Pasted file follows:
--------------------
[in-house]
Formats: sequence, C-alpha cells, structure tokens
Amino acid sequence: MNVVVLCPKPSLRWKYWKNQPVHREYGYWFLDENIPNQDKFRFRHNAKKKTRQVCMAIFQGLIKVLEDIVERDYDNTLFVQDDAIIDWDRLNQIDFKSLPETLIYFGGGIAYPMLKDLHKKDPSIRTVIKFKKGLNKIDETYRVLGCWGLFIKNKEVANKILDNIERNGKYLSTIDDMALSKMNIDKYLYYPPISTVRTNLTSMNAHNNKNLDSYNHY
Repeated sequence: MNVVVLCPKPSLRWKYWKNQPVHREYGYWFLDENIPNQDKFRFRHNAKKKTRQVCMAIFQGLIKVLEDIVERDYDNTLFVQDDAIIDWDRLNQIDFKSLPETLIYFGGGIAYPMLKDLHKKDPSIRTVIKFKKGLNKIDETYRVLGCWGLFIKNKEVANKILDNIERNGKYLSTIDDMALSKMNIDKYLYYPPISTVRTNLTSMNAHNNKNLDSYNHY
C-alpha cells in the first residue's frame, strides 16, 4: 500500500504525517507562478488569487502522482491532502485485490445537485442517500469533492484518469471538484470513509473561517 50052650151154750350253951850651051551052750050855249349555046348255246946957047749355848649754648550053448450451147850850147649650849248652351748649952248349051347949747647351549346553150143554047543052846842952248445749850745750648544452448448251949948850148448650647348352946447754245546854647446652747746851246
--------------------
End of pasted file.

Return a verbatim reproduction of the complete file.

[in-house]
Formats: sequence, C-alpha cells, structure tokens
Amino acid sequence: MNVVVLCPKPSLRWKYWKNQPVHREYGYWFLDENIPNQDKFRFRHNAKKKTRQVCMAIFQGLIKVLEDIVERDYDNTLFVQDDAIIDWDRLNQIDFKSLPETLIYFGGGIAYPMLKDLHKKDPSIRTVIKFKKGLNKIDETYRVLGCWGLFIKNKEVANKILDNIERNGKYLSTIDDMALSKMNIDKYLYYPPISTVRTNLTSMNAHNNKNLDSYNHY
Repeated sequence: MNVVVLCPKPSLRWKYWKNQPVHREYGYWFLDENIPNQDKFRFRHNAKKKTRQVCMAIFQGLIKVLEDIVERDYDNTLFVQDDAIIDWDRLNQIDFKSLPETLIYFGGGIAYPMLKDLHKKDPSIRTVIKFKKGLNKIDETYRVLGCWGLFIKNKEVANKILDNIERNGKYLSTIDDMALSKMNIDKYLYYPPISTVRTNLTSMNAHNNKNLDSYNHY
C-alpha cells in the first residue's frame, strides 16, 4: 500500500504525517507562478488569487502522482491532502485485490445537485442517500469533492484518469471538484470513509473561517 50052650151154750350253951850651051551052750050855249349555046348255246946957047749355848649754648550053448450451147850850147649650849248652351748649952248349051347949747647351549346553150143554047543052846842952248445749850745750648544452448448251949948850148448650647348352946447754245546854647446652747746851246